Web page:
True, he wasn’t. But he was sending very specific performance feedback to his engineers. Ryan’s emails had words like “bad choice,” “big mistake,” “unacceptable” and “ineffective.”
By themselves those words might not appear emotional, but I understand why the engineers had an emotional reaction when they read those words about themselves. Small wonder they struck back.
EMAIL ≠ FLOWING CONVERSATION
Jessica’s dispersed teams used email as a forum for developing their shows.
She said, “Just the other day I spent I don’t know how long trying to find an idea one of my producers had suggested a month or so ago. I finally found it, but it was buried in the middle of an exchange about one of our other shows!”
Email threads often flow like robust dinner conversations. But they’re not effective as wide-ranging conversations. Emails are business documents.
I shared my three rules about subject lines with Jessica. They are Tips 3, 4 and 5.
#3 EMAIL ≠ CATCH-ALL COMMUNIQUES
Each email should only be about one topic.
This doesn’t mean you can’t write about multiple items within one email. For example: “5 action items for the Denver meeting” is a great subject line. Are there five items? Yes. But it’s all about one topic.
And, next quarter, if you need to reconstruct what went wrong during the planning phase of the Denver meeting, it will be easy to collect the history.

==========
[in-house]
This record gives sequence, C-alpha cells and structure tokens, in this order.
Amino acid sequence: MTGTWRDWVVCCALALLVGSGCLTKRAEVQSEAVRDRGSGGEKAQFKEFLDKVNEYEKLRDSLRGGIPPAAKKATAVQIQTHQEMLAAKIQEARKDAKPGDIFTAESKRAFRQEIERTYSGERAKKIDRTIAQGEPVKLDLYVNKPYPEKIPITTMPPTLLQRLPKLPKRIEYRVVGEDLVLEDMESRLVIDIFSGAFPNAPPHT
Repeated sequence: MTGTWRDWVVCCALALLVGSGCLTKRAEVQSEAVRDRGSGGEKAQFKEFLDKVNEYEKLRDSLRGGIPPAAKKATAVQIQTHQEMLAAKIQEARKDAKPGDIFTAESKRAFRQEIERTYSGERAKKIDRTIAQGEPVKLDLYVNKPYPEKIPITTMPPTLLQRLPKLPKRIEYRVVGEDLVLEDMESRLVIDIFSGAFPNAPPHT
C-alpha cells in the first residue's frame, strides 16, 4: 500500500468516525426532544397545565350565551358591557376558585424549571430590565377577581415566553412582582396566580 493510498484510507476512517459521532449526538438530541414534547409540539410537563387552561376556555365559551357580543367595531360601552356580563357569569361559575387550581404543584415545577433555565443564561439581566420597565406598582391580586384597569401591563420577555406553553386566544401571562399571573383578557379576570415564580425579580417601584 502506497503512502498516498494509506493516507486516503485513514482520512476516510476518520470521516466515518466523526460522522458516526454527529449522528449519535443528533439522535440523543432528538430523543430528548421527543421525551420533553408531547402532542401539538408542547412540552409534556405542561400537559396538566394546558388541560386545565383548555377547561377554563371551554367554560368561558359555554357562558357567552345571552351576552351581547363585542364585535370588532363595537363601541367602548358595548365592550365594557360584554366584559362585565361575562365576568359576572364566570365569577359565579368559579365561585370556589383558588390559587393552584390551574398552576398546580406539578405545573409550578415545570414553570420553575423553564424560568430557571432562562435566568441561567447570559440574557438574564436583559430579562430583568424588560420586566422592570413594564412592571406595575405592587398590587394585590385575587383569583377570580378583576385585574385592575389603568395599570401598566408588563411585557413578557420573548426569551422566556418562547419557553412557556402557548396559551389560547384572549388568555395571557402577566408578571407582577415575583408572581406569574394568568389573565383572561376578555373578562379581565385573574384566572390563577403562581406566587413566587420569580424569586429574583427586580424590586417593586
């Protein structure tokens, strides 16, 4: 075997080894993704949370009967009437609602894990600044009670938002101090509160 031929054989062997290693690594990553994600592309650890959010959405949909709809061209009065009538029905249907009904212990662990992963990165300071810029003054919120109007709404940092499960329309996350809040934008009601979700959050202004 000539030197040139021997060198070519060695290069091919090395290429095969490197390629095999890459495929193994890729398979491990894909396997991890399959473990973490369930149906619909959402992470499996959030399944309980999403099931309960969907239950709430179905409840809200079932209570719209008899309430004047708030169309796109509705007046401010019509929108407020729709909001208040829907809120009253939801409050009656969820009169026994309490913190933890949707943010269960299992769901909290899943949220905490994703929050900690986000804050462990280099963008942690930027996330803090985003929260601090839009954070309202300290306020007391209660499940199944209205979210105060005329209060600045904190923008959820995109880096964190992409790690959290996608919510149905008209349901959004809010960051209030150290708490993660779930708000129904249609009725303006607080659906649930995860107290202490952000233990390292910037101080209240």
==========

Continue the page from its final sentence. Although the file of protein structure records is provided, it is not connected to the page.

This one discipline saved Jessica and her team countless hours of frustration. This third tip requires a shift in your thinking:
EMAIL ≠ A TANGLED TRAIL
Email threads can continue for weeks with dozens of people chiming in. The discussion rarely remains on the same topic for long. The tendency is to simply hit “reply all” time after time, leaving the original subject line in place.
You might be adhering to Tip #3—one topic per email—but the body of your email could be a completely different topic from the subject line. The fourth tip requires discipline:
#5 EMAIL ≠ DIRECTIONLESS MUSING
Create subject lines that state clearly what action you want from the receiver:
Subject: “Agenda items” is not an actionable subject line. The receiver doesn’t know what you want.
Subject: “DEADLINE TODAY—Submit off-site agenda items” is actionable. The receiver knows exactly what you want.
Subject: “Candidate interviews” is not actionable.
Subject: “SIGN-UP: VP candidate interview time slots—RESPONSE NEEDED” is actionable.
Subject: “Meeting recap” is not actionable.
Subject: “Action items from 10/20 Staff Meeting” is actionable.
#6 EMAIL ≠ PING-PONG DIALOGUE
With all three of these executives I shared my number one secret for reducing email ping-pong. It’s simple to understand but a challenge to execute: stop asking questions in email.
When we’re talking on the phone or sitting across the desk from someone, it’s natural to ask, “Is that ok?” or “What do you think?” or “Would it be all right if I…?”
We naturally write those questions into our email. But email does not need to be a back-and-forth dialogue.
Every time you type a question mark in an email, ask yourself how to change the question into a statement. Instead of, “Is this okay with you?” write “At the end of business Wednesday, I’ll do as I’ve stated unless you direct otherwise.”
Eliminating questions from your email is not an easy shift in style. If you can do it, it will give you three benefits: 1) You’ll remove a burden from the receiver because you won’t convey that you’re waiting for their reply. 2) You’ll reduce how many emails you send and receive. 3) You’ll sound more assertive.
The sixth and final tip for improving your email:
Are there more ways to improve email? Of course. But these six, applied consistently, will give your emails The Look & Sound of Leadership™.